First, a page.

F*EX (Frams' Fast File EXchange) is a Web based service for sending very big files from one person to another. The sender uploads the file to the F*EX server and the recipient automatically gets a notification email with a download URL. Files are automatically deleted after download or an expiration date. The recipient and sender only need an email program and a Web browser. Sending to multiple recipients needs storage on the server only once. In contrast with other file transfer services, it has no file size limits at all and comes with shell tools for scripting up/downloading.
gFTP is a free multithreaded file transfer client for *NIX based machines running X11R6 or later. It has text and GTK+ 1.2/2.x interfaces and supports the FTP, FTPS (control connection only), HTTP, HTTPS, FSP, and SSH protocols and has FTP and HTTP proxy server support. It supports UNIX, EPLF, Novell, MacOS, VMS, MVS, and NT (DOS) style directory listings, and has a bookmarks menu that allows you to quickly connect to remote sites. The code is fully internationalized and there are currently 45 translations available.
Roxen WebServer is a complete Web server. It is platform-independent, modular, and features a version with strong 128/168-bit encryption. Add-on products for information retrieval, visitor behavior analysis, and powerful tools for application development offering connectivity to databases are available. Altogether the Roxen Platform is a secure Web-based workgroup solution for time and cost-efficient content and Web site management.
FSP is a UDP-based protocol for transferring files. It has many benefits over FTP, mainly for running anonymous archives. It is usable on lines with high packet loss ratio (70% WiFi), can go behind firewalls and unnoticed by port scans (because of UDP), does not overload networks when hosting ISOs or movies, share files on modem lines without eating all of the bandwidth, and keeps lamers away from your site (they don't know how to get to it). This project is active continuation of the FSP code base (abandoned 1996-2003).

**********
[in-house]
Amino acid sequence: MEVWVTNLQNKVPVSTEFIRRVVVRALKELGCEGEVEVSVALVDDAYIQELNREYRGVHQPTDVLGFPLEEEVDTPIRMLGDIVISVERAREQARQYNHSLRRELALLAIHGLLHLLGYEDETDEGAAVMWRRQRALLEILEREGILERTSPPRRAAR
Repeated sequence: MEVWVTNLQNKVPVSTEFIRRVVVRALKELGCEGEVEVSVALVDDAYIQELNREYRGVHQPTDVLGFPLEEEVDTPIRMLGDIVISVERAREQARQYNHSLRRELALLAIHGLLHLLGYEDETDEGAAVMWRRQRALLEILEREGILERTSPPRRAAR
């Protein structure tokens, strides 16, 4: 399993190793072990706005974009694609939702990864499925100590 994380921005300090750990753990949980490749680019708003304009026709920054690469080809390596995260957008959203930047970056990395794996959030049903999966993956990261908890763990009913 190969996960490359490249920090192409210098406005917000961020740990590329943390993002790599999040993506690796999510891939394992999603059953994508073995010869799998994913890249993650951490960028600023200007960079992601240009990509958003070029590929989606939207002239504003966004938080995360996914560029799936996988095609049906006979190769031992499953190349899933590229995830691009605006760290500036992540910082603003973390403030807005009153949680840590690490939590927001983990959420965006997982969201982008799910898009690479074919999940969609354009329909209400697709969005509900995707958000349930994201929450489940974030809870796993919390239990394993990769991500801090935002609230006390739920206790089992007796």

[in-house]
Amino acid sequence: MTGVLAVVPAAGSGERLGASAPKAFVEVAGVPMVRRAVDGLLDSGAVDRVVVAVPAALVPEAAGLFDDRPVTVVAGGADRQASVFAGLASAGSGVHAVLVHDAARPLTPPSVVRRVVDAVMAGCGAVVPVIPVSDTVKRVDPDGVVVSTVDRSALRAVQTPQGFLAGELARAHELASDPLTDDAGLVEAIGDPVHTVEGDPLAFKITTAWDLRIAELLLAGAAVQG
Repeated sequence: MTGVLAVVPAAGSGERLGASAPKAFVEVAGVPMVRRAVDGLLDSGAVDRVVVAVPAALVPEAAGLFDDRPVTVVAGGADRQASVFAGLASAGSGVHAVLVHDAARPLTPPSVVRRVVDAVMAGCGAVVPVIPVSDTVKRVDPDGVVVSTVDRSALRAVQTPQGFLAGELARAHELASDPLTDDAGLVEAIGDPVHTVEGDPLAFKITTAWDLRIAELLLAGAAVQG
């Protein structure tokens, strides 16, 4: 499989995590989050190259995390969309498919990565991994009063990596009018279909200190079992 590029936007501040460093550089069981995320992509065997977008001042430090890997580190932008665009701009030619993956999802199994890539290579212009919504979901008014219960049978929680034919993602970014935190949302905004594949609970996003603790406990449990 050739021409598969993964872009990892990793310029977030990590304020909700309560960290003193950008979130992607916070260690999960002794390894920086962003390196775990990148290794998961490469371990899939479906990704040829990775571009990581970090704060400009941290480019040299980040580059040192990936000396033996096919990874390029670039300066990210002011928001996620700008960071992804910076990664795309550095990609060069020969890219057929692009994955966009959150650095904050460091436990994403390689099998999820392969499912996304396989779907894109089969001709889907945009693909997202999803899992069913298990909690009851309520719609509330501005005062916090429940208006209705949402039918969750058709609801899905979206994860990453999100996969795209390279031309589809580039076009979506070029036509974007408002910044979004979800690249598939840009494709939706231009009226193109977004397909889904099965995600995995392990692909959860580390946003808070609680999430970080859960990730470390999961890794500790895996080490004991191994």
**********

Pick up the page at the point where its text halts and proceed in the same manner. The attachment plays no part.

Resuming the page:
LUFS is a hybrid userspace filesystem framework supporting many "exotic" filesystems (localfs, sshfs, ftpfs, httpfs, socketfs, freenetfs, and nutellafs) transparently for any application. It can be regarded as doing the same job as the VFS (virtual filesystem switch) in the kernel: it is a switch, distributing the filesystem calls to its supported filesystems. However, LUFS filesystems are implemented in userspace. This would be a drawback for local filesystems where the access speed is important, but proves to be a huge advantage for networked filesystems where the userland flexibility is most important.
Krusader is an advanced twin-panel (commander-style) file-manager for KDE 3.x, but with many extras. It provides all the file-management features you could possibly want. It also features extensive archive handling, mounted filesystem support, FTP, an advanced search module, a text viewer/editor, directory synchronization, support for file content comparisons, powerful batch renaming, and much more. It supports the following archive formats: tar, zip, bzip2, gzip, rar, ace, arj, and rpm. It can also handle other KIOSlaves such as smb:// or fish://.
Oddjob is a Java job scheduler and task automation framework. A GUI designer or XML are used to define a hierarchy of jobs. Sequential, parallel, and conditional execution (or combinations) allow for nearly any business process to be modelled. Oddjob can run on the desktop or on a server and uses JMX to control remote instances via an Explorer-style GUI. Basic Web-based monitoring is also available. It can be embedded in client code and is easily extensible via a simple API.